21.2.18

BOOK REVIEW: See What I Have Done by Sarah Schmidt


I yelled ‘Someone’s killed Father.’ I breathed in kerosene air, licked the thickness from my teeth.
Just after 11am on 4th August 1892, the bodies of Andrew and Abby Borden are discovered. He’s found on the sitting room sofa, she’s upstairs on the bedroom floor, both murdered with an axe.
It is younger daughter Lizzie who is first on the scene, so it is Lizzie who the police question, but there are others in the household with stories to tell: older sister Emma, Irish maid Bridget, the girl’s Uncle John, and a boy who knows more than anyone realises.
In a dazzlingly original and chilling reimagining of this most notorious of unsolved mysteries, Sarah Schmidt opens the door to the Borden home and leads us into it’s murkiest corners, where jealousies, slow-brewed rivalries and the darkest of thoughts reside.

Publisher: Tinder Press
Pages: 325

I saw this book on Savidge Reads and thought it sounded fantastic- his book recommendations are always great and I wasn’t disappointed with this one.
See What I Have Done is a fictional account of the real-life murders of Andrew and Abby Borden which took place in 1892. Both were brutally killed with an axe and their bodies were discovered by youngest daughter Lizzie who was later tried and acquitted of the murders.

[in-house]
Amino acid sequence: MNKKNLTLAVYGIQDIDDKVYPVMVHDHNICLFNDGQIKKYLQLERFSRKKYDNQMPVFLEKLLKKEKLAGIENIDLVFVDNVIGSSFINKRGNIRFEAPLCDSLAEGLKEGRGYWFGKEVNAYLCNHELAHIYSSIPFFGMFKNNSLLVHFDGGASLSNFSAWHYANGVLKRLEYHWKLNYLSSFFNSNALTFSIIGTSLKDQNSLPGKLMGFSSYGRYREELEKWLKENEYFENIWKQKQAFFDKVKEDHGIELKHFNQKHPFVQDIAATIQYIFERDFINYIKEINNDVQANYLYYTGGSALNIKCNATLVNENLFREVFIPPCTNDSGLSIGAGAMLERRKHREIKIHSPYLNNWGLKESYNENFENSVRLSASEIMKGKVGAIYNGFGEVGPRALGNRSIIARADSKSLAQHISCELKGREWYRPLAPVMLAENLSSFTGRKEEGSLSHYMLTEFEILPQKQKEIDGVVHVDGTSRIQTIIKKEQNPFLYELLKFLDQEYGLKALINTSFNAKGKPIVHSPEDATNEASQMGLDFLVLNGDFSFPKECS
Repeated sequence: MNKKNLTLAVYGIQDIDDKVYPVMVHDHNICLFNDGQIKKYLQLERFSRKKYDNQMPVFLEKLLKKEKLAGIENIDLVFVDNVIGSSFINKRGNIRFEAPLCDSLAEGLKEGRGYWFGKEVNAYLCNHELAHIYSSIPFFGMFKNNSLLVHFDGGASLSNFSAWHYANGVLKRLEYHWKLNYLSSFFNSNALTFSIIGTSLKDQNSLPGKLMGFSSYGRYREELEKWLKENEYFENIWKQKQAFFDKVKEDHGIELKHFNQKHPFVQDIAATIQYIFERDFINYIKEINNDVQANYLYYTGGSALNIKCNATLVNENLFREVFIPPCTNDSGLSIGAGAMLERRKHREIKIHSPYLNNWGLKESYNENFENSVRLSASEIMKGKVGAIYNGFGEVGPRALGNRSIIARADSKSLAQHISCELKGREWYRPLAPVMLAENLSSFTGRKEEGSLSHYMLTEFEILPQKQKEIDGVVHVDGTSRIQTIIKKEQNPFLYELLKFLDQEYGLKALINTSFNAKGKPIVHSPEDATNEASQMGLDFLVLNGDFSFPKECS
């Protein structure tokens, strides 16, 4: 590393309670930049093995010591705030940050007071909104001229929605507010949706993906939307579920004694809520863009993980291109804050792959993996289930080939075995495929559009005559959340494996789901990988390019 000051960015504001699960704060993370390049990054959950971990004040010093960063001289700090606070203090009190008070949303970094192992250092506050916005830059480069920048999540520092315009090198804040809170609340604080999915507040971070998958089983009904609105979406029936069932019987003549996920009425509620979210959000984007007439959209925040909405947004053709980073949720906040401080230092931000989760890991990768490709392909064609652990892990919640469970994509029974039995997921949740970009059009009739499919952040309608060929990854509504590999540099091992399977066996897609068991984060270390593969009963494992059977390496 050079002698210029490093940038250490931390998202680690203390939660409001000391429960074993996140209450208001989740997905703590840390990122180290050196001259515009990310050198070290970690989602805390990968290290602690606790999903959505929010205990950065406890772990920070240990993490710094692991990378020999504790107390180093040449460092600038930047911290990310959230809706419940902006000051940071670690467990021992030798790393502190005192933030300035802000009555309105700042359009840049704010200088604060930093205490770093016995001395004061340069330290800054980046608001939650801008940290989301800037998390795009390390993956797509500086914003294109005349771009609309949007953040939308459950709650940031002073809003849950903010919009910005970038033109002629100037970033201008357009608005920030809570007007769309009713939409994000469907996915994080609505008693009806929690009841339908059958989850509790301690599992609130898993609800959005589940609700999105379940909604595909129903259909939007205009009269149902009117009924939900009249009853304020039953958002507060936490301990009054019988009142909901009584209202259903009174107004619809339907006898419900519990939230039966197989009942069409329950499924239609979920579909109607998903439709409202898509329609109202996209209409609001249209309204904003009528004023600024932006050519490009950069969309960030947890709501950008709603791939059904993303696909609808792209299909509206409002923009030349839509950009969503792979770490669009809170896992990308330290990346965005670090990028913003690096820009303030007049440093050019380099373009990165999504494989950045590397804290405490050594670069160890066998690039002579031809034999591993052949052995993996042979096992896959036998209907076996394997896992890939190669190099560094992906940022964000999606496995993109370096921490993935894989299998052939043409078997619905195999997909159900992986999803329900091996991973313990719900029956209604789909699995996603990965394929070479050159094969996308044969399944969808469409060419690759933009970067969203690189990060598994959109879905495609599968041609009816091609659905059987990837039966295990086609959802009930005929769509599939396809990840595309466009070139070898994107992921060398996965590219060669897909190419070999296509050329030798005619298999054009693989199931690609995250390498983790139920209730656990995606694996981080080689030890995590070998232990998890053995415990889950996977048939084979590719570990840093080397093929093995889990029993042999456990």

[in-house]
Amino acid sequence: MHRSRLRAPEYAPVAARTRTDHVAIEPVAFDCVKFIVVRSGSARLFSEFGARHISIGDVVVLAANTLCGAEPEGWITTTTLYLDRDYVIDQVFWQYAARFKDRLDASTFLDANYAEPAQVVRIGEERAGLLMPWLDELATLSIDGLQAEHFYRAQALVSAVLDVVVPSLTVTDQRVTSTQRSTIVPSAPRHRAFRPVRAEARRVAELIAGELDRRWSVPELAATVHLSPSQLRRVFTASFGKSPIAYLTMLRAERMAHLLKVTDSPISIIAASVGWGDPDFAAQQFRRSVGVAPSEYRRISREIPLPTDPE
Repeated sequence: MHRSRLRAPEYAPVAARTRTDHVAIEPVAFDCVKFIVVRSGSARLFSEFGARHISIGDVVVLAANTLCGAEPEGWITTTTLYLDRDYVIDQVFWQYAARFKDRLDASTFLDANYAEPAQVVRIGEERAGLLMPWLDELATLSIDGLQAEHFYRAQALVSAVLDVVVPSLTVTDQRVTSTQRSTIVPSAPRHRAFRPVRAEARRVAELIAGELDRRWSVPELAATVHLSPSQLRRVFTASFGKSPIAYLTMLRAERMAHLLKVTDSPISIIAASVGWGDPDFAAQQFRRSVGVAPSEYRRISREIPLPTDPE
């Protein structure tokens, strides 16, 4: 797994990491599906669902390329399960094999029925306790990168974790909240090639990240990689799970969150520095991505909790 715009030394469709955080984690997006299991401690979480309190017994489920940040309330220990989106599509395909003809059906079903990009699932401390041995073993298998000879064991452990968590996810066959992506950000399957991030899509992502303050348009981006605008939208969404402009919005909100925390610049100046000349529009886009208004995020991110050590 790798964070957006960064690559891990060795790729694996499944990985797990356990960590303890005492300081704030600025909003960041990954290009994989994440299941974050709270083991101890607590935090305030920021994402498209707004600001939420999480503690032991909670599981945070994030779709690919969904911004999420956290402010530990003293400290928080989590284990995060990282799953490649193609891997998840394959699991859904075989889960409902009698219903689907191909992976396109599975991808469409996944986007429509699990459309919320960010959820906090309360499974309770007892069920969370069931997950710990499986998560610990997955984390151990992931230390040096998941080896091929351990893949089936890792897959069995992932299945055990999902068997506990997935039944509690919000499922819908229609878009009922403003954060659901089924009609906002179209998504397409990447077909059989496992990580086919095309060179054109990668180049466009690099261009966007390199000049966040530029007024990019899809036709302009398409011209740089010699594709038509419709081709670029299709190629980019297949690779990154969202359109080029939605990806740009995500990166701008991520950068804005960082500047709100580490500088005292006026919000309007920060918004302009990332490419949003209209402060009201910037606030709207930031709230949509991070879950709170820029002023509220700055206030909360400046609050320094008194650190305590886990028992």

Disturbing is probably the best word for this book, I felt uncomfortable from the very beginning. Sarah Schmidt is so clever with her use of language; she describes sights, smells and feelings in such a way that I found them more unsettling than the description of the Borden’s dead bodies.
The book has four narrators, Lizzie, the youngest daughter, Emma her elder Sister, Bridget who is housemaid at the time and Benjamin- a mysterious figure that the others were not even aware of. Lizzie is almost primal, she does and says whatever she thinks. She is very child-like and unlikeable in many ways. Her behaviour throughout the book is odd but you get the idea that those around her have just become used to it. All four narrators hold secrets and resentments and you are left wondering if the finger of suspicion should have been pointed at any of them and not just Lizzie.
Sarah Schmidt’s writing is extremely compelling, I felt very uncomfortable as a reader yet I couldn’t stop reading; all whilst marvelling at the author’s ability to create such feelings.
See What I Have Done is a fantastic book, it is dark, gritty and gripping. The writing is masterful and I can’t wait to see what Sarah Schmidt does next.

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